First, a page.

I've always liked Britney as a performer and I was looking forward to
seeing this documentary in the hope that she would reveal that she's
gotten some insight into her life. If she has, it was displayed in the
film at a sadly superficial level. She states she's had to "grow up"
and she's "learned a lot" these past few difficult years, but from what
is shown, I didn't actually see any profound evidence of it.
I was also hoping she would shed some light on her bizarre behavior regarding the court custody hearings, how she kept showing up late or not at all (yet in the course of the film she mentions more than once how dearly she loves her kids). And she never talks about the hospital incident either. All her statements seem to be planned out to reveal the least possible about herself; it's more like she was using the documentary for publicity.
Ironically, the only person who speaks from any genuine wisdom in the course of the film is Madonna, who talks about how a person creates his or her own reality and how Britney has at least begun the self-examination process by asking "What was I thinking" regarding this year's events.
At the end, she is asked how she will change her life to reflect her new so-called insights, and she responds by saying she will go through her life like "a karate kid." She then grins a self-satisfied grin, as if she's uttered something profound. She hasn't.
Creative people, e.g artistes, singers, actors, has & always will be in
the limelight, a public persona, and as such, having their every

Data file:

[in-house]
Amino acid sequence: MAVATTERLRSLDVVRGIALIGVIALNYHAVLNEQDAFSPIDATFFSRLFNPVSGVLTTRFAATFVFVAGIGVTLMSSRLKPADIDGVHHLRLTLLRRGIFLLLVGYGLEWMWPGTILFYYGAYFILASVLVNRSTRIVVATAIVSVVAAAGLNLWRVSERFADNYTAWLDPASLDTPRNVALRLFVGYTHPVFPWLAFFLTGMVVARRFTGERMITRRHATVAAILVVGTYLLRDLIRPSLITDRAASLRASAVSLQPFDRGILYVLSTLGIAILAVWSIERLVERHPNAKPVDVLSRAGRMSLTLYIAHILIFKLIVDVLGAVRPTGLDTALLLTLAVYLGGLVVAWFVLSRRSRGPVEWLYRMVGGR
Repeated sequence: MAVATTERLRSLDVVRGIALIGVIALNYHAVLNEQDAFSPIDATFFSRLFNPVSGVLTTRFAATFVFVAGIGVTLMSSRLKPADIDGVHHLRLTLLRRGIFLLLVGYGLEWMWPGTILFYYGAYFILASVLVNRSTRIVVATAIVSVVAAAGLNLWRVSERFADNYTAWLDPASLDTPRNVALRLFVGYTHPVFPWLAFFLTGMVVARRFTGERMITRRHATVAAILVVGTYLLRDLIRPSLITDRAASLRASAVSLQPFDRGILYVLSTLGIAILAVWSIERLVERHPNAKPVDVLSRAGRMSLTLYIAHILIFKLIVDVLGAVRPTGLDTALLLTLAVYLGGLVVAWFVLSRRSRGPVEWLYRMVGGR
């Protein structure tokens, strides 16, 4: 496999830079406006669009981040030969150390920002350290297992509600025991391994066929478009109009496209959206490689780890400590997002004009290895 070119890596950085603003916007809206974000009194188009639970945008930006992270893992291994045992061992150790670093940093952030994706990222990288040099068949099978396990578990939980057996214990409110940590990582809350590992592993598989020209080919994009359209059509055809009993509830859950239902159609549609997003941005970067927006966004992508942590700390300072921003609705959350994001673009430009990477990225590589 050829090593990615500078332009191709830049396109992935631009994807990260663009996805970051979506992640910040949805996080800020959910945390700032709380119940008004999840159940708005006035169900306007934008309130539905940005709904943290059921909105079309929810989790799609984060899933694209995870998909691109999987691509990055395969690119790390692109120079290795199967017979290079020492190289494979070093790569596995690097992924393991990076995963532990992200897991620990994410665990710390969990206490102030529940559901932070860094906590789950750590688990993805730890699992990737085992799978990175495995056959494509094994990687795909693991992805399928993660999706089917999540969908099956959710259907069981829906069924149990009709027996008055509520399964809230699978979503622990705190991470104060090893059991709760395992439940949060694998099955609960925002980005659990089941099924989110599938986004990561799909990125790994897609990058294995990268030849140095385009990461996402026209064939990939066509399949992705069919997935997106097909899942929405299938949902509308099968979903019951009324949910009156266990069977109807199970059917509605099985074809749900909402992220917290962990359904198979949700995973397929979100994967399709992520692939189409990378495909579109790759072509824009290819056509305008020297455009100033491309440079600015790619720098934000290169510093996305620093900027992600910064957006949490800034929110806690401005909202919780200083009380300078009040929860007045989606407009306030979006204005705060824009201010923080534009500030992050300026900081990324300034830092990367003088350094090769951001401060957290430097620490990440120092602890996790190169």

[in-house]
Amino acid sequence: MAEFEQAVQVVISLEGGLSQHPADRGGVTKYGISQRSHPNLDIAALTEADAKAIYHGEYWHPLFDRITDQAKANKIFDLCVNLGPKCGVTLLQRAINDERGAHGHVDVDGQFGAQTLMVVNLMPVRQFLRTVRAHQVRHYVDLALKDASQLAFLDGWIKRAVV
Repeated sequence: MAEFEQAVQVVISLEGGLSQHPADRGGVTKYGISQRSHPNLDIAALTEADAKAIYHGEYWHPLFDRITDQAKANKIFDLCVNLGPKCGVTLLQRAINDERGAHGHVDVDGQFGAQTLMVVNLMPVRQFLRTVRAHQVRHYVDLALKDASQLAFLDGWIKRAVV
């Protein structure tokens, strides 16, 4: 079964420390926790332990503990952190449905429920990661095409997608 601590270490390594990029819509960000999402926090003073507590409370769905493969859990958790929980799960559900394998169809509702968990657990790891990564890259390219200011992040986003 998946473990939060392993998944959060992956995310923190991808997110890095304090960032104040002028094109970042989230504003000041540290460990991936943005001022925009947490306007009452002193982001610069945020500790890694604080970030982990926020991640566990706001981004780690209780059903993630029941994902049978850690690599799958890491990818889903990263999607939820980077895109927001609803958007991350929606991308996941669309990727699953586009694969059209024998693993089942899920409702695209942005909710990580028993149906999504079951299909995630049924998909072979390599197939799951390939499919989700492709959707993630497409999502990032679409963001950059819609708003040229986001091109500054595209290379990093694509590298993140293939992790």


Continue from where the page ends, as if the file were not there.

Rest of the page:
movement and actions to the magnifying glass of the public.
As such, they were in this sort-of like, 'Prison' whereby they weren't allowed to make mistakes (however small), or to be remotely wrong, and that they were supposed to be angels, or even Godly.
That's the gist of this documentary. About how Britney tries to justify the things that she has done, about her daily life, about how even her daily routine is not as regular as the others.
And I think that Britney has done a good job in justifying her case. I believe that she does not do this to justify what is wrong. In fact, she did admit that some of the things that she did was wrong.
A very good documentary of Britney post her minor hiccups, and what lies ahead of this diva.
This documentary won't give you every detail of every terrible
situation Britney Spears found herself in from her divorce in 2006 to
her hostage situation involving one of her sons in early 2008. It will
cover some of the events in between in minor detail but the important
thing to remember going in is this: This documentary was made just
months after her initial recovery and at a time when she was very
obviously still healing. Anyone going in expecting clear, concise
answers from a damaged person still processing everything is going to
be disappointed or frustrated at her half answers, awkward silences or
fragmented statements. This doco was probably made a little too soon
after the craziness died down - I actually would've been more
interested on her take on those events *now* that she has found a